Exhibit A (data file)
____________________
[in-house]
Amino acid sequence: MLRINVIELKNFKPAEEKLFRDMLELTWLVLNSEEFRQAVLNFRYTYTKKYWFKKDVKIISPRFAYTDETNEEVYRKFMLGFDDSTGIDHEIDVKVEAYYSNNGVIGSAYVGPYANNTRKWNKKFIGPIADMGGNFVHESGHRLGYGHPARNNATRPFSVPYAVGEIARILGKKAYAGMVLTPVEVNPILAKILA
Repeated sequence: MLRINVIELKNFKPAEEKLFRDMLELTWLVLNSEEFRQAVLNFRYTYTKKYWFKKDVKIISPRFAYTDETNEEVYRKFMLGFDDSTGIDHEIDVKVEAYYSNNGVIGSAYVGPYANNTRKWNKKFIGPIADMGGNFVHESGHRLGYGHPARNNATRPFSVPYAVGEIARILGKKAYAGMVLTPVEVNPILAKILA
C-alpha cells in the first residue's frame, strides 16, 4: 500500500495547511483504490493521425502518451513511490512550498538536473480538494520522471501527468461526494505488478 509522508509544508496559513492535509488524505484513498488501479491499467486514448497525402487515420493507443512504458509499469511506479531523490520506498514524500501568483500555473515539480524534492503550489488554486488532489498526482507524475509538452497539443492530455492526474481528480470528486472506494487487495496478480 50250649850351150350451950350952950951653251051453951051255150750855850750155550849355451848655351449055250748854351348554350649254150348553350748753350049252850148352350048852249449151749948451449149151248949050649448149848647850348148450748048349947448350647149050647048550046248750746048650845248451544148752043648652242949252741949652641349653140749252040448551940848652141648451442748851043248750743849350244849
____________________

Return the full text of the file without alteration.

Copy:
[in-house]
Amino acid sequence: MLRINVIELKNFKPAEEKLFRDMLELTWLVLNSEEFRQAVLNFRYTYTKKYWFKKDVKIISPRFAYTDETNEEVYRKFMLGFDDSTGIDHEIDVKVEAYYSNNGVIGSAYVGPYANNTRKWNKKFIGPIADMGGNFVHESGHRLGYGHPARNNATRPFSVPYAVGEIARILGKKAYAGMVLTPVEVNPILAKILA
Repeated sequence: MLRINVIELKNFKPAEEKLFRDMLELTWLVLNSEEFRQAVLNFRYTYTKKYWFKKDVKIISPRFAYTDETNEEVYRKFMLGFDDSTGIDHEIDVKVEAYYSNNGVIGSAYVGPYANNTRKWNKKFIGPIADMGGNFVHESGHRLGYGHPARNNATRPFSVPYAVGEIARILGKKAYAGMVLTPVEVNPILAKILA
C-alpha cells in the first residue's frame, strides 16, 4: 500500500495547511483504490493521425502518451513511490512550498538536473480538494520522471501527468461526494505488478 509522508509544508496559513492535509488524505484513498488501479491499467486514448497525402487515420493507443512504458509499469511506479531523490520506498514524500501568483500555473515539480524534492503550489488554486488532489498526482507524475509538452497539443492530455492526474481528480470528486472506494487487495496478480 50250649850351150350451950350952950951653251051453951051255150750855850750155550849355451848655351449055250748854351348554350649254150348553350748753350049252850148352350048852249449151749948451449149151248949050649448149848647850348148450748048349947448350647149050647048550046248750746048650845248451544148752043648652242949252741949652641349653140749252040448551940848652141648451442748851043248750743849350244849